Observing the mock CPV model in the hall, Wang Guirong said she realized that their uncle was in fact such an unnamed hero. She wishes more people come to learn how they resisted US aggression and aided Korea, sacrificing in the war to protect the motherland.

"My husband is very excited to watch the war scene. Even though he cannot express it well, I can tell from his face," Wang Guirong said.

Many people come to the Dandong Cemetery of the War to Resist US Aggression and Aid Korea Martyrs, the earliest CPV soldiers' cemetery built in China. Among 197,653 martyrs confirmed by China's Civil Affair Ministry, there are 292 CPV martyrs buried in this 14,000-square-meters cemetery.

Sun Dali, the director of the mausoleum, told the Global Times that every year on Qingming Festival, Army Day and other anniversaries, the relatives of the martyrs and visitors would send flowers and clean tombstones to commemorate the martyrs.

For this year's Qingming Festival in April, travel was limited due to anti-epidemic measures. The cemetery conducted an online memorial service. Martyrs' family members booked flowers online and watched martyrs' tombstones through video chats with cemetery staff.

The COVID-19 pandemic might stop people from visiting the cemetery but can't impede people from commemorating the spirit of the Chinese soldiers in fighting the war, Sun noted. 

The broken bridge was originally the first iron bridge over the Yalu River, built by Japanese invaders in 1909 to plunder China's wealth. The bridge was 944.2 meters long and 11 meters wide, connecting Dandong and North Korean city Sinuiju.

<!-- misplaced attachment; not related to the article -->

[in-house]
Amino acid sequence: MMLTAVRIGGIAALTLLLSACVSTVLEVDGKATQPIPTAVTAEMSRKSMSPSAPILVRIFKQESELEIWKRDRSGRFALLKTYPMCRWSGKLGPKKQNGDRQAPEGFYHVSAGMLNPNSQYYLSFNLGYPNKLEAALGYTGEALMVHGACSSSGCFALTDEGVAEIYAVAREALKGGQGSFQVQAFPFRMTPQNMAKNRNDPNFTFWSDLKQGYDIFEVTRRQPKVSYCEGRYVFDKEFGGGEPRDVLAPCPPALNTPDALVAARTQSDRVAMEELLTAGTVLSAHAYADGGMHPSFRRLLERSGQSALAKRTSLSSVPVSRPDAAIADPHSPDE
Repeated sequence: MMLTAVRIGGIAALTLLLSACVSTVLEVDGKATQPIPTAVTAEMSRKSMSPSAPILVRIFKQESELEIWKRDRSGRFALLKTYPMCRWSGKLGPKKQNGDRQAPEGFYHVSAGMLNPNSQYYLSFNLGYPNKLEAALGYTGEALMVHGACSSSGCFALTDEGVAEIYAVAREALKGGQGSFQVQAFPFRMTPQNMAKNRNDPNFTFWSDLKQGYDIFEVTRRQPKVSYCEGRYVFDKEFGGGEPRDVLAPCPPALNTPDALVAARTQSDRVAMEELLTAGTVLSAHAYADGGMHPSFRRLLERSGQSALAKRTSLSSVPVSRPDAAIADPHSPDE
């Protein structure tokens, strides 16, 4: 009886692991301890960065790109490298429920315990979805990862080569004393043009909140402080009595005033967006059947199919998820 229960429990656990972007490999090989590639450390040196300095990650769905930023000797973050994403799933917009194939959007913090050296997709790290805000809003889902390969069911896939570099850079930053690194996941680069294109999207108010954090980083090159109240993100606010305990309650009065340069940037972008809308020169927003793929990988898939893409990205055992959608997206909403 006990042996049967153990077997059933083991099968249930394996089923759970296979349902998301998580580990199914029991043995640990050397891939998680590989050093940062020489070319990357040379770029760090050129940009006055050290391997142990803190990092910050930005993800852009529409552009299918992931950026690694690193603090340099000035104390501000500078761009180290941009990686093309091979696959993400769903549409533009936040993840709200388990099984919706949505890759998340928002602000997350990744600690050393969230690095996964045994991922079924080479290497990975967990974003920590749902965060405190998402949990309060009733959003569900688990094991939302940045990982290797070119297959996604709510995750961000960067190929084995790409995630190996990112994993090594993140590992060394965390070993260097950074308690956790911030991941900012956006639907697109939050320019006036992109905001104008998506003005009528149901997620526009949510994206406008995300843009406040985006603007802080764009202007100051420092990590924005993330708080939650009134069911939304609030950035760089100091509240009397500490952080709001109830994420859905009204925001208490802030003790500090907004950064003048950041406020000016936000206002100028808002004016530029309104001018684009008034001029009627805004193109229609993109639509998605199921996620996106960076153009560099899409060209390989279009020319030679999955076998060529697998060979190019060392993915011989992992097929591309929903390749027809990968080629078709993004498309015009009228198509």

The bridge served as major artery for China's aid to North Korea during the Korean war. American forces repeatedly bombed the bridge to cut off Chinese supply lines. On November 8, 1950, the bridge was blown off. The remaining part of the bridge in China is still there today, later known as the "Yalu River Broken Bridge."

Li Di, a 32-year-old man, drove four hours from Dalian to Dandong on Saturday, stepped onto the broken bridge to learn the history of the Korean War and show respect to CPV soldiers.

"Seeing the remaining bridge piers, I couldn't wonder how cruel the battlefield was. CPV heroes devoted themselves 70 years ago and we gain the current promising life of our generation. It is important to inherit and carry forward their spirit, and it is time for our generation to defend our country!" he told the Global Times.

Zhang Fasong (center), 90, visits the Yalu River Broken Bridge accompanied by his son from Daqing, Northeast China's Heilongjiang Province.

The Monument of War to Resist US Aggression and Aid Korea in Dandong

A sculpture of the War to Resist US Aggression and Aid Korea in Dandong


Visitors read a map of Korean Peninsula in the Memorial Hall of the War to Resist US Aggression and Aid Korea in Dandong.

The Yalu River Bridge Photo: cnsphoto

Newspaper headline: Hero city